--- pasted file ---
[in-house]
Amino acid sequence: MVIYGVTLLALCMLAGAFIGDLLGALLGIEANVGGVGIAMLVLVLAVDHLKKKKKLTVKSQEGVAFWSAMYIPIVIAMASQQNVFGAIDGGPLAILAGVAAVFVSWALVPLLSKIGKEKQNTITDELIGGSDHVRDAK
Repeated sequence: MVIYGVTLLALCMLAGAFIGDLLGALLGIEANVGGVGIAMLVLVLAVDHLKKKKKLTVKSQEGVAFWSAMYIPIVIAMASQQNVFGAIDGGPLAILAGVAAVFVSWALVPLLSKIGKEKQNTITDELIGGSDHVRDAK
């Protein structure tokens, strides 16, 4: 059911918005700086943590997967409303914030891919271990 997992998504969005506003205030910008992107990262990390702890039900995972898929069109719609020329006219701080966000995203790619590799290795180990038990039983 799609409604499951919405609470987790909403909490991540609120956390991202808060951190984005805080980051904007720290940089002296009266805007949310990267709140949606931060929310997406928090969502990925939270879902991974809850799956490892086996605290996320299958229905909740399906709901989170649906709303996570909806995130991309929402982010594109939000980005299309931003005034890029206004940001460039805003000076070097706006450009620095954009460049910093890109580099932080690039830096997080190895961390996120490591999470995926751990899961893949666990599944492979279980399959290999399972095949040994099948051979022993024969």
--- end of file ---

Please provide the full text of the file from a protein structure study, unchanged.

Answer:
[in-house]
Amino acid sequence: MVIYGVTLLALCMLAGAFIGDLLGALLGIEANVGGVGIAMLVLVLAVDHLKKKKKLTVKSQEGVAFWSAMYIPIVIAMASQQNVFGAIDGGPLAILAGVAAVFVSWALVPLLSKIGKEKQNTITDELIGGSDHVRDAK
Repeated sequence: MVIYGVTLLALCMLAGAFIGDLLGALLGIEANVGGVGIAMLVLVLAVDHLKKKKKLTVKSQEGVAFWSAMYIPIVIAMASQQNVFGAIDGGPLAILAGVAAVFVSWALVPLLSKIGKEKQNTITDELIGGSDHVRDAK
């Protein structure tokens, strides 16, 4: 059911918005700086943590997967409303914030891919271990 997992998504969005506003205030910008992107990262990390702890039900995972898929069109719609020329006219701080966000995203790619590799290795180990038990039983 799609409604499951919405609470987790909403909490991540609120956390991202808060951190984005805080980051904007720290940089002296009266805007949310990267709140949606931060929310997406928090969502990925939270879902991974809850799956490892086996605290996320299958229905909740399906709901989170649906709303996570909806995130991309929402982010594109939000980005299309931003005034890029206004940001460039805003000076070097706006450009620095954009460049910093890109580099932080690039830096997080190895961390996120490591999470995926751990899961893949666990599944492979279980399959290999399972095949040994099948051979022993024969």